Tuesday, August 26, 2008

Voting For The Future

(I had submitted this piece to the Malay Mail for my column on 26th August 2008. The management decided that it was better "held over" in "deference to our journalistic tenet that Opinion pieces are edited solely on form, never on content" (as appeared in the print version, p 15). I wish to express my gratitude to the editors for taking a stand that circumstances necessitated - it appears that the Home Ministry has been overly sensitive over media reporting on matters pertaining to Anwar Ibrahim - in the way they did. It underscores the point I attempt to make in my comment)


On March 8th, Malaysians voted in rejection of political hegemony and the arbitrariness and excess that it had allowed for.

In voting as they did, Malaysians were not only expressing their frustration at the glaring absence of a plan of action that would allow for sustainable development, they had begun to tentatively reach out for a viable alternative, one that would simply promise, not even guarantee, the possibility of hope for all. A denial of a two-thirds majority came to be seen as a good step in the right direction while accommodating the fear - of the unknown, of stepping out of comfort zones, of the possibilities – that many felt at the prospect of a change of government. It may have been that some hoped that through this the Barisan Nasional would once again remember that it existed to serve the people and not for the people to serve it.

For a while, it did seem as if there was a possibility that things might change for the better. A fledgling two-party system seemed to have taken root, a state of affairs that led to an acknowledgment by the Barisan leadership, no matter how tentative or begrudging, of the people having expressed their disappointment with things as they were and their desire for change. In a blur of post-election frenzy, we heard much of what was going to be done and the reforms that were going to be introduced, all aimed at making Malaysia the better place it ought to have been for all.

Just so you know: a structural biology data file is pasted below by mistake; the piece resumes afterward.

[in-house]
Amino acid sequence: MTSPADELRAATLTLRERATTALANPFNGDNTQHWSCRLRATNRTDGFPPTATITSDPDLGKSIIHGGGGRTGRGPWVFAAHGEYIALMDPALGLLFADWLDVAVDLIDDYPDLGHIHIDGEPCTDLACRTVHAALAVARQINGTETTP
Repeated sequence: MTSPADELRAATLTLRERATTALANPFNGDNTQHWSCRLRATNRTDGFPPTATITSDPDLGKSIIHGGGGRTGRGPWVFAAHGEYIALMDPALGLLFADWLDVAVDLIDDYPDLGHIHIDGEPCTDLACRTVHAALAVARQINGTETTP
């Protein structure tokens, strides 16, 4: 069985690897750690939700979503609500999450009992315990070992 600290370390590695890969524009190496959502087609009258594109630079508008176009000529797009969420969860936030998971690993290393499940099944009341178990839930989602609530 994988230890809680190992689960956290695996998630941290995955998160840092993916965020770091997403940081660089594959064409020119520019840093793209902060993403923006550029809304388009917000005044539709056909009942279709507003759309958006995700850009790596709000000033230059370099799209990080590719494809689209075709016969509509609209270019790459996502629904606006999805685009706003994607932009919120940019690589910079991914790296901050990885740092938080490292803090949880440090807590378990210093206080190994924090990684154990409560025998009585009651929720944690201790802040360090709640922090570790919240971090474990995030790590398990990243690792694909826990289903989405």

It seems however that there was insufficient political will to follow through. Instead of seeing concrete measures being taken to transform rhetoric into reality, we were soon hearing familiar political counter-spin against the now significantly more entrenched and influential opposition. As exemplified by the Shabery Chik-Anwar Ibrahim debate, the Barisan took to making personal attacks against the Pakatan Rakyat rather than constructively engaging on a policy level. This, and jaded tactical plays on race, religion and sodomy, have not done much to assist the Barisan in shoring up seriously faltering levels of confidence.

It would seem that the Barisan had learnt nothing. In avoiding constructive engagement on policy issues, it failed to seize the opportunity to show that it had a better grasp of what this country needed, and the way forward, than the Pakatan. This was a fatal error fueling further speculation that the Barisan had very little left to offer. In the time since March 8th, many a Malaysian has been struck by how they had made themselves captives to their electoral choices - it will be some four to five years before the next election, a significant period in which the state of the nation may worsen inexorably – and have come to the conclusion that radical change is the only option left.

That Anwar Ibrahim has become the face of that change is not surprising. In the pluralism he espouses, many see a shift from a divisive race-relations policy that has gravely weakened the nation as well as the supposed target community of affirmative action. A shift to the meritocracy inherent in pluralism would allow for a restoring to power of the primary organs of state and the resurrection of a true democracy, the only surefire way of healing the country. This is a transition that his supporters see as being made possible by the team of Pakatan leaders who in standing by him also block the path to absolute power.